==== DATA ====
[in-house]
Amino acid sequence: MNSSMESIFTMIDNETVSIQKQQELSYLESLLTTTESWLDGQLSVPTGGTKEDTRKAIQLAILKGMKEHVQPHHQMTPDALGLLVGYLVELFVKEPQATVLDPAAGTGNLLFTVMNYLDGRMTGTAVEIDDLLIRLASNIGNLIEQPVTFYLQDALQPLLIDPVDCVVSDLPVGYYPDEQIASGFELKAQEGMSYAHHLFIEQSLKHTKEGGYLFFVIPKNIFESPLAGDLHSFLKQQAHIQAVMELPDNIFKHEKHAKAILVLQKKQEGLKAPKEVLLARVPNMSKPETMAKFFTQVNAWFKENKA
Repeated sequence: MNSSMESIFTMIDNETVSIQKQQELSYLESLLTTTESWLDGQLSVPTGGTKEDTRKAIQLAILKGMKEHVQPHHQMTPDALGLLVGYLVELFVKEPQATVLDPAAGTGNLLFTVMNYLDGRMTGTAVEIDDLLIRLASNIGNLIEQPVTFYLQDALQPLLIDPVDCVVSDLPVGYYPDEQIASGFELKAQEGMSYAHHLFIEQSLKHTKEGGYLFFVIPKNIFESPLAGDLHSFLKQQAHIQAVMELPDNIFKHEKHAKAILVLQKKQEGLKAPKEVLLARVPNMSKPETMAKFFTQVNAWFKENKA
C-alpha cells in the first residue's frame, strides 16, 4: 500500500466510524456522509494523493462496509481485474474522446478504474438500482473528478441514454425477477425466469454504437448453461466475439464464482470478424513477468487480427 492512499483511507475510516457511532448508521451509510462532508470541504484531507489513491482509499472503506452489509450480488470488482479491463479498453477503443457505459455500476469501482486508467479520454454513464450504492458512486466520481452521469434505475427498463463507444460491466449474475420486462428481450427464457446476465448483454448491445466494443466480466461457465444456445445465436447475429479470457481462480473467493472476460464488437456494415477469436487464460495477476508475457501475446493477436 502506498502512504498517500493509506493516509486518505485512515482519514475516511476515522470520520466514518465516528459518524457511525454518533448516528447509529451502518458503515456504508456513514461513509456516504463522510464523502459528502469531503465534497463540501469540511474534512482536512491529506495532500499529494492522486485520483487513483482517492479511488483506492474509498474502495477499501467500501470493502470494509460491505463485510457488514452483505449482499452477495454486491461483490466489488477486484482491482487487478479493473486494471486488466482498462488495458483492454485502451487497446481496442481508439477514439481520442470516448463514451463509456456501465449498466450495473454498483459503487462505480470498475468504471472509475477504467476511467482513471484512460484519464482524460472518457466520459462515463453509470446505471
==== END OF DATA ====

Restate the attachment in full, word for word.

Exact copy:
[in-house]
Amino acid sequence: MNSSMESIFTMIDNETVSIQKQQELSYLESLLTTTESWLDGQLSVPTGGTKEDTRKAIQLAILKGMKEHVQPHHQMTPDALGLLVGYLVELFVKEPQATVLDPAAGTGNLLFTVMNYLDGRMTGTAVEIDDLLIRLASNIGNLIEQPVTFYLQDALQPLLIDPVDCVVSDLPVGYYPDEQIASGFELKAQEGMSYAHHLFIEQSLKHTKEGGYLFFVIPKNIFESPLAGDLHSFLKQQAHIQAVMELPDNIFKHEKHAKAILVLQKKQEGLKAPKEVLLARVPNMSKPETMAKFFTQVNAWFKENKA
Repeated sequence: MNSSMESIFTMIDNETVSIQKQQELSYLESLLTTTESWLDGQLSVPTGGTKEDTRKAIQLAILKGMKEHVQPHHQMTPDALGLLVGYLVELFVKEPQATVLDPAAGTGNLLFTVMNYLDGRMTGTAVEIDDLLIRLASNIGNLIEQPVTFYLQDALQPLLIDPVDCVVSDLPVGYYPDEQIASGFELKAQEGMSYAHHLFIEQSLKHTKEGGYLFFVIPKNIFESPLAGDLHSFLKQQAHIQAVMELPDNIFKHEKHAKAILVLQKKQEGLKAPKEVLLARVPNMSKPETMAKFFTQVNAWFKENKA
C-alpha cells in the first residue's frame, strides 16, 4: 500500500466510524456522509494523493462496509481485474474522446478504474438500482473528478441514454425477477425466469454504437448453461466475439464464482470478424513477468487480427 492512499483511507475510516457511532448508521451509510462532508470541504484531507489513491482509499472503506452489509450480488470488482479491463479498453477503443457505459455500476469501482486508467479520454454513464450504492458512486466520481452521469434505475427498463463507444460491466449474475420486462428481450427464457446476465448483454448491445466494443466480466461457465444456445445465436447475429479470457481462480473467493472476460464488437456494415477469436487464460495477476508475457501475446493477436 502506498502512504498517500493509506493516509486518505485512515482519514475516511476515522470520520466514518465516528459518524457511525454518533448516528447509529451502518458503515456504508456513514461513509456516504463522510464523502459528502469531503465534497463540501469540511474534512482536512491529506495532500499529494492522486485520483487513483482517492479511488483506492474509498474502495477499501467500501470493502470494509460491505463485510457488514452483505449482499452477495454486491461483490466489488477486484482491482487487478479493473486494471486488466482498462488495458483492454485502451487497446481496442481508439477514439481520442470516448463514451463509456456501465449498466450495473454498483459503487462505480470498475468504471472509475477504467476511467482513471484512460484519464482524460472518457466520459462515463453509470446505471